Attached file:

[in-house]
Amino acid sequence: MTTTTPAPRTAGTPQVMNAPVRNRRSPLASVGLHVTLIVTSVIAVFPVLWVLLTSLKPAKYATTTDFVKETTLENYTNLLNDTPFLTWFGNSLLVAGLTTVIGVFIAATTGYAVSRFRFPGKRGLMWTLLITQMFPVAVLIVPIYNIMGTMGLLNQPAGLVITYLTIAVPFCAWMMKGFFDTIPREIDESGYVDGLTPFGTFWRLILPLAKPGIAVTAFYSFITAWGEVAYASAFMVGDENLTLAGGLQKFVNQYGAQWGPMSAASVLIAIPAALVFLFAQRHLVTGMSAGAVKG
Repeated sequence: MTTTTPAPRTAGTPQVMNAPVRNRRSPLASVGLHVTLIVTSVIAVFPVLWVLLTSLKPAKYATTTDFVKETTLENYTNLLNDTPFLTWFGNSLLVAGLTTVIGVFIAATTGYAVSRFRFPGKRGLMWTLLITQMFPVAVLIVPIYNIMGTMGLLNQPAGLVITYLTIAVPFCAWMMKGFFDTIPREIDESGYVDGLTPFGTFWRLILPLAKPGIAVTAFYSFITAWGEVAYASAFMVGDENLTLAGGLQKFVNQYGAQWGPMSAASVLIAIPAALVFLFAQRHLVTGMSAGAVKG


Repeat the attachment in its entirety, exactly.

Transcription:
[in-house]
Amino acid sequence: MTTTTPAPRTAGTPQVMNAPVRNRRSPLASVGLHVTLIVTSVIAVFPVLWVLLTSLKPAKYATTTDFVKETTLENYTNLLNDTPFLTWFGNSLLVAGLTTVIGVFIAATTGYAVSRFRFPGKRGLMWTLLITQMFPVAVLIVPIYNIMGTMGLLNQPAGLVITYLTIAVPFCAWMMKGFFDTIPREIDESGYVDGLTPFGTFWRLILPLAKPGIAVTAFYSFITAWGEVAYASAFMVGDENLTLAGGLQKFVNQYGAQWGPMSAASVLIAIPAALVFLFAQRHLVTGMSAGAVKG
Repeated sequence: MTTTTPAPRTAGTPQVMNAPVRNRRSPLASVGLHVTLIVTSVIAVFPVLWVLLTSLKPAKYATTTDFVKETTLENYTNLLNDTPFLTWFGNSLLVAGLTTVIGVFIAATTGYAVSRFRFPGKRGLMWTLLITQMFPVAVLIVPIYNIMGTMGLLNQPAGLVITYLTIAVPFCAWMMKGFFDTIPREIDESGYVDGLTPFGTFWRLILPLAKPGIAVTAFYSFITAWGEVAYASAFMVGDENLTLAGGLQKFVNQYGAQWGPMSAASVLIAIPAALVFLFAQRHLVTGMSAGAVKG